A "crater" in Antarctica once thought to be the work of a meteorite impact is actually the result of ice melt, new research finds.
The hole, which is in the Roi Baudouin ice shelf in East Antarctica, is a collapsed lake — a cavity formed when a lake of meltwater drained — with a "moulin," a nearly vertical drainage passage through the ice, beneath it, researchers found on a field trip to the area in January 2016.
"That was a huge surprise," Stef Lhermitte, an earth science researcher at Delft University of Technology in the Netherlands and at the University of Leuven in Belgium, said in a statement. "Moulins typically are observed on Greenland. And we definitely never see them on an ice shelf." [See Photos of the Meltwater Lake Crater in Antarctica]
Combining their fieldwork with satellite data and climate modeling, the researchers found that East Antarctica is more vulnerable to melt than was previously realized. Warm winds to the region blow away the snow cover, which darkens the surface of the ice, the team reported Dec. 12 in the journal Nature Climate Change. Darker surfaces absorb more heat from the sun than lighter surfaces, so they are more prone to melt. These floating ice sheets don't contribute much to sea level rise — as they're already in the ocean — but they provide an important backstop against the flowing of land-based ice from continental Antarctica into the ocean.
East Antarctica has been a mysterious place when it comes to climate change. The region has been gaining ice due to increases in snow accumulation, according to 2015 research. Global warming can increase snowfall by boosting the amount of moisture in the air (warm air holds more moisture than cold).
The Roi Baudouin crater was more mysterious still. It's existed on satellite images going back to at least 1989, researchers said, but was first noted widely in January 2015. Scientists initially reported it to be a meteorite crater, perhaps the result of a space rock that exploded over Antarctica in 2004. But scientists quickly questioned whether the 2-mile-wide (3 kilometers) circle was really from a meteorite. Many suspected it was the result of melting ice.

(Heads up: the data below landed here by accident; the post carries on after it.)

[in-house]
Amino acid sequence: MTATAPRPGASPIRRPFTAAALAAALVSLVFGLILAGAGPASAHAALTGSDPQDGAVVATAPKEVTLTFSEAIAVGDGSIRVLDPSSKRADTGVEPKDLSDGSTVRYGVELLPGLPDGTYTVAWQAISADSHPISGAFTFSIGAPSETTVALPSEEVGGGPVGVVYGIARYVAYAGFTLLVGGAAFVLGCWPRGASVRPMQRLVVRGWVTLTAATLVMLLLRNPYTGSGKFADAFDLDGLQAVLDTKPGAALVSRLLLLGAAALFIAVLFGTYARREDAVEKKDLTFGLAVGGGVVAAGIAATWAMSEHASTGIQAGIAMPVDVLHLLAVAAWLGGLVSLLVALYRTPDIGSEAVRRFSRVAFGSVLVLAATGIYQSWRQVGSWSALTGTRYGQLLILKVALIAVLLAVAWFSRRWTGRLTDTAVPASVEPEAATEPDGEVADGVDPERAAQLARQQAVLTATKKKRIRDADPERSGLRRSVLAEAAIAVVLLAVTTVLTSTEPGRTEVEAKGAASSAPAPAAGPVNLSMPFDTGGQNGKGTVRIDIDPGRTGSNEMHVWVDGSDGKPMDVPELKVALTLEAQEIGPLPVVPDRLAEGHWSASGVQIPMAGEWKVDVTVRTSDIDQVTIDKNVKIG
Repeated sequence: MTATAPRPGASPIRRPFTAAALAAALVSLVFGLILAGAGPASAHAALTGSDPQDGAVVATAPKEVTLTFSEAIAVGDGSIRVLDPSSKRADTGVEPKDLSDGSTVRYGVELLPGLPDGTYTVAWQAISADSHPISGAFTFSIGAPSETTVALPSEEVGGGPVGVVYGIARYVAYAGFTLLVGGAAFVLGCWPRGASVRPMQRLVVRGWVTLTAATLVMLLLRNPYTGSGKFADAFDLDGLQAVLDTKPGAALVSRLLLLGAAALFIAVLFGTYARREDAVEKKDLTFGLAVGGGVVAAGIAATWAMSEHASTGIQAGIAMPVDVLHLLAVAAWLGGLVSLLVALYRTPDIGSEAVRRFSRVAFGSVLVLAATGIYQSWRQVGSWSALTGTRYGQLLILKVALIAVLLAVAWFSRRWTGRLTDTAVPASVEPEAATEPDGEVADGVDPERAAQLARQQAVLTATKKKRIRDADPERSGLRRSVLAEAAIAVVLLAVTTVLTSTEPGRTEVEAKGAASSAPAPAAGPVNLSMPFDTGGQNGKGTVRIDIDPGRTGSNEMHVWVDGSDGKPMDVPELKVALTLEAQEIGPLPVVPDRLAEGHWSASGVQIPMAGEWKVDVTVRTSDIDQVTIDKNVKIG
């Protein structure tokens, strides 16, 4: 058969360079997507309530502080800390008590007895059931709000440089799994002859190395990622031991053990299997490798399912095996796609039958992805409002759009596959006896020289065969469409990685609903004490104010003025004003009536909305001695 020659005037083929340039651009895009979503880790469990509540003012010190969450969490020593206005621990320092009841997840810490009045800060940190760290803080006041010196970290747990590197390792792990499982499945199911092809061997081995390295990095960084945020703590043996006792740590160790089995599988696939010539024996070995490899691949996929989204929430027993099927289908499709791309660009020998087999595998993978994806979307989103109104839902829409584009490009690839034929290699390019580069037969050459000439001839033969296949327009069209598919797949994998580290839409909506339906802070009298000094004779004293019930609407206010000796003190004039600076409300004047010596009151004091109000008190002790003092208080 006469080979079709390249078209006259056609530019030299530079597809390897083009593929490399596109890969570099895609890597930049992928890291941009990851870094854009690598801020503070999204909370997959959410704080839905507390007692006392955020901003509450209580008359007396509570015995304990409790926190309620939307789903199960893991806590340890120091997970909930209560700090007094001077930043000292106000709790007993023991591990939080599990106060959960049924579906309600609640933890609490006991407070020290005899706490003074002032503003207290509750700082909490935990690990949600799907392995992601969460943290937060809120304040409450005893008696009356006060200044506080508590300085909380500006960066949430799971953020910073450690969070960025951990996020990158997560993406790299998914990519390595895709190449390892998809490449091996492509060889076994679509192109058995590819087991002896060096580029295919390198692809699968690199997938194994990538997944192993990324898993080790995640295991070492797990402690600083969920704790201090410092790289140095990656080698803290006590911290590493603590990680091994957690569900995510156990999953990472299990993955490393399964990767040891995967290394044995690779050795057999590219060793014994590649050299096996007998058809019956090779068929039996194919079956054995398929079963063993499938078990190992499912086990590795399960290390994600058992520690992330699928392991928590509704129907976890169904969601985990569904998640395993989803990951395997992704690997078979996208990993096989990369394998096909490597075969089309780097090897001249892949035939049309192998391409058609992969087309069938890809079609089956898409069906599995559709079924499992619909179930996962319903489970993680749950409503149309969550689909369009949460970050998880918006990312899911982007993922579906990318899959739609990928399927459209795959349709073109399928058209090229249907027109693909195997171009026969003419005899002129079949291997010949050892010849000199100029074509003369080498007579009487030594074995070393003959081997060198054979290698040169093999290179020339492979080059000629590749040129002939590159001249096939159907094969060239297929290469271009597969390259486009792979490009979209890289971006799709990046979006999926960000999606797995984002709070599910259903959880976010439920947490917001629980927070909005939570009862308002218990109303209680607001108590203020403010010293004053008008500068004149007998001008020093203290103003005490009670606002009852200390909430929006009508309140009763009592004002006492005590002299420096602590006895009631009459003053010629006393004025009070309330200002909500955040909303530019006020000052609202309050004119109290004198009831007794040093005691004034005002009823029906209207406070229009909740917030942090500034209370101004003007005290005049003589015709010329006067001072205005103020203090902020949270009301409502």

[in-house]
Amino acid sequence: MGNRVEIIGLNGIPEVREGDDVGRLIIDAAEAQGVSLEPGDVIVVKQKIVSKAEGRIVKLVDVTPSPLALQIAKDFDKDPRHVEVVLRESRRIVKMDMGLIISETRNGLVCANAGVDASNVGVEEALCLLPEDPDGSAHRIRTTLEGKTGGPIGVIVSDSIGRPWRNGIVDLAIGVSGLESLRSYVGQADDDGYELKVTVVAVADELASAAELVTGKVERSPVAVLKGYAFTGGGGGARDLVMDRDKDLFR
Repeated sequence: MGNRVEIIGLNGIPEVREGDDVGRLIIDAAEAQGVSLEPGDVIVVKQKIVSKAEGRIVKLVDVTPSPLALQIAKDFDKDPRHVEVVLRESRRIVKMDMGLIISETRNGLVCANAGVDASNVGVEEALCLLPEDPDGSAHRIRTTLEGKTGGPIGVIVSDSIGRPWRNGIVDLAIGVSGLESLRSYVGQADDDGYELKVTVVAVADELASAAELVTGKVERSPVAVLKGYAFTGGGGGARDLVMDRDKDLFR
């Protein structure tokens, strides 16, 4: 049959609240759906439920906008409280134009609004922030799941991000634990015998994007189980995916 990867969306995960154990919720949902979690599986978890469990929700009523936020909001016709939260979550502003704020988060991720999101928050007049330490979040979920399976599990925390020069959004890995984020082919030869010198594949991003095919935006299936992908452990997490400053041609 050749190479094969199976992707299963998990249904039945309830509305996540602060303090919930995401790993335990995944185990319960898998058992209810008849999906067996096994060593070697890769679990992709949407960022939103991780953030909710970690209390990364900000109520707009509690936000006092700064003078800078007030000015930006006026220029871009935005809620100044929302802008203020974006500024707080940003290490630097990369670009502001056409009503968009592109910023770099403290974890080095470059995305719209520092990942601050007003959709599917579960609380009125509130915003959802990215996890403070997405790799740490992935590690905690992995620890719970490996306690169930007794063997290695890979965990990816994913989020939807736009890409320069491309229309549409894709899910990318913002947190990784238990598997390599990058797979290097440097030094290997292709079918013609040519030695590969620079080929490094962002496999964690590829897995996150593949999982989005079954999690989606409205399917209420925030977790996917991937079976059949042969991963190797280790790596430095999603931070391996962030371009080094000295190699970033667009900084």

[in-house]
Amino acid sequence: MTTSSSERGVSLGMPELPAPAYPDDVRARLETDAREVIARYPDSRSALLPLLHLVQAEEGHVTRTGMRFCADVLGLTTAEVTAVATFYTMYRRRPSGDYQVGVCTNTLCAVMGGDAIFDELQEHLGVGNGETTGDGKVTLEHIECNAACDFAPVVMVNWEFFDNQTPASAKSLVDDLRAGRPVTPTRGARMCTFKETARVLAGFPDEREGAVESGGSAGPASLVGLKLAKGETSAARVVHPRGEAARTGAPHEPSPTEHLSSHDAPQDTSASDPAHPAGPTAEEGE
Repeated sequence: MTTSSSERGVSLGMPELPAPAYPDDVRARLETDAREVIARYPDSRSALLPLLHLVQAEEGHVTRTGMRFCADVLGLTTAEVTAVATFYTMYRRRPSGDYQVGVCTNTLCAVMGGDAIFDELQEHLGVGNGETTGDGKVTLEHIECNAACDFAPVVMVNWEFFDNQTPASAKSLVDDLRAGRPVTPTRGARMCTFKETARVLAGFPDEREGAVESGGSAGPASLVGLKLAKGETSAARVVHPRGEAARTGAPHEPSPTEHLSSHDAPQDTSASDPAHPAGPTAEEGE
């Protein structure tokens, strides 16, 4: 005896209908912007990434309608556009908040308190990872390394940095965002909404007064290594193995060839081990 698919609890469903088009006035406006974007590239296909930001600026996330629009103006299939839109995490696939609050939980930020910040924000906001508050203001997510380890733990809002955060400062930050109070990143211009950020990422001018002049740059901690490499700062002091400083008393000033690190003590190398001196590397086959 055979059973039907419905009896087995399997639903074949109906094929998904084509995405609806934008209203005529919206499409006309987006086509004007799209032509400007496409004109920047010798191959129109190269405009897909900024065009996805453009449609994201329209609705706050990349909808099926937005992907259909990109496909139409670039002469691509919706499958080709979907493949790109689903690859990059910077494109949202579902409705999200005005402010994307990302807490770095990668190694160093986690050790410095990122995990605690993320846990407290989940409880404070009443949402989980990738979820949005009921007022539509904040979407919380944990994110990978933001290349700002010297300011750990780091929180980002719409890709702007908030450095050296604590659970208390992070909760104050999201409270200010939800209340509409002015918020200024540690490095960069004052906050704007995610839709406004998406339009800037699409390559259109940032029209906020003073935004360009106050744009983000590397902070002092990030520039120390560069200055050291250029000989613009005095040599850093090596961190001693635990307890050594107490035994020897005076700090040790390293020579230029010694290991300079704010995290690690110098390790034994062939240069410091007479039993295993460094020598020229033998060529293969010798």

Jan Lenaerts, a climate researcher at Utrecht University in the Netherlands and at the University of Leuven, was one of the meteorite skeptics.
"My response was: 'In that area? Then it's definitely not a meteorite; it's proof of strong melting,'" he said in a statement.
The new study confirms that hunch. During their fieldwork on the southernmost continent, researchers also discovered many other meltwater lakes beneath the surface of the Roi Baudouin ice sheet.
"The amount of meltwater differs immensely from year to year, but it clearly increases during warm years," Lhermitte said.
Earlier research had shown that West Antarctica is very sensitive to climate change, Lenaerts said in the statement.
"Our research now suggests that the much larger East Antarctica ice sheet is also very vulnerable," Lenaerts said.
Original article on Live Science.
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Stephanie Pappas is a contributing writer for Live Science, covering topics ranging from geoscience to archaeology to the human brain and behavior. She was previously a senior writer for Live Science but is now a freelancer based in Denver, Colorado, and regularly contributes to Scientific American and The Monitor, the monthly magazine of the American Psychological Association. Stephanie received a bachelor's degree in psychology from the University of South Carolina and a graduate certificate in science communication from the University of California, Santa Cruz.